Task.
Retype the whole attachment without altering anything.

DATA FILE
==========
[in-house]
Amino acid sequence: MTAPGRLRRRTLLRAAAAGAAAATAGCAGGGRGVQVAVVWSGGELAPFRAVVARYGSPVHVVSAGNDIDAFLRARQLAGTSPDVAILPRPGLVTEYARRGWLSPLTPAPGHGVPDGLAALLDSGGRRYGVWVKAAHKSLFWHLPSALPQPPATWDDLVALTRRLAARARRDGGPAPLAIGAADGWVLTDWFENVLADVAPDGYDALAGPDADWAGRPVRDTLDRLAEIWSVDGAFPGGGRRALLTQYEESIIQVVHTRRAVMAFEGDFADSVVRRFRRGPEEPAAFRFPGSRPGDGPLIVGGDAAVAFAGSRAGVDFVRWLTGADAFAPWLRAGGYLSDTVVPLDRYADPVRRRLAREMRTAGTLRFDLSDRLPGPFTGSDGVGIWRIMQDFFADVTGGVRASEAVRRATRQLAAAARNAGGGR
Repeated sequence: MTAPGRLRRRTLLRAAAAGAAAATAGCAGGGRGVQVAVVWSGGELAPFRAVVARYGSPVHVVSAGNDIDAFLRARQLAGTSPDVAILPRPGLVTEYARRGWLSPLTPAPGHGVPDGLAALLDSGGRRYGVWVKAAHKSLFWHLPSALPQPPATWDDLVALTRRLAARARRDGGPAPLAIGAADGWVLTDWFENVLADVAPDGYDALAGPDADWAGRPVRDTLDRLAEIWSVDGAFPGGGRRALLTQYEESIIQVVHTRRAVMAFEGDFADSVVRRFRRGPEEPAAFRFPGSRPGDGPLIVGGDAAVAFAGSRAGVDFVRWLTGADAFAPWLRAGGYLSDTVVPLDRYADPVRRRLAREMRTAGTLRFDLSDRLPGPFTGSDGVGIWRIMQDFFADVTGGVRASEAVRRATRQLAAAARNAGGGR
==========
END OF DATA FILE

[in-house]
Amino acid sequence: MTAPGRLRRRTLLRAAAAGAAAATAGCAGGGRGVQVAVVWSGGELAPFRAVVARYGSPVHVVSAGNDIDAFLRARQLAGTSPDVAILPRPGLVTEYARRGWLSPLTPAPGHGVPDGLAALLDSGGRRYGVWVKAAHKSLFWHLPSALPQPPATWDDLVALTRRLAARARRDGGPAPLAIGAADGWVLTDWFENVLADVAPDGYDALAGPDADWAGRPVRDTLDRLAEIWSVDGAFPGGGRRALLTQYEESIIQVVHTRRAVMAFEGDFADSVVRRFRRGPEEPAAFRFPGSRPGDGPLIVGGDAAVAFAGSRAGVDFVRWLTGADAFAPWLRAGGYLSDTVVPLDRYADPVRRRLAREMRTAGTLRFDLSDRLPGPFTGSDGVGIWRIMQDFFADVTGGVRASEAVRRATRQLAAAARNAGGGR
Repeated sequence: MTAPGRLRRRTLLRAAAAGAAAATAGCAGGGRGVQVAVVWSGGELAPFRAVVARYGSPVHVVSAGNDIDAFLRARQLAGTSPDVAILPRPGLVTEYARRGWLSPLTPAPGHGVPDGLAALLDSGGRRYGVWVKAAHKSLFWHLPSALPQPPATWDDLVALTRRLAARARRDGGPAPLAIGAADGWVLTDWFENVLADVAPDGYDALAGPDADWAGRPVRDTLDRLAEIWSVDGAFPGGGRRALLTQYEESIIQVVHTRRAVMAFEGDFADSVVRRFRRGPEEPAAFRFPGSRPGDGPLIVGGDAAVAFAGSRAGVDFVRWLTGADAFAPWLRAGGYLSDTVVPLDRYADPVRRRLAREMRTAGTLRFDLSDRLPGPFTGSDGVGIWRIMQDFFADVTGGVRASEAVRRATRQLAAAARNAGGGR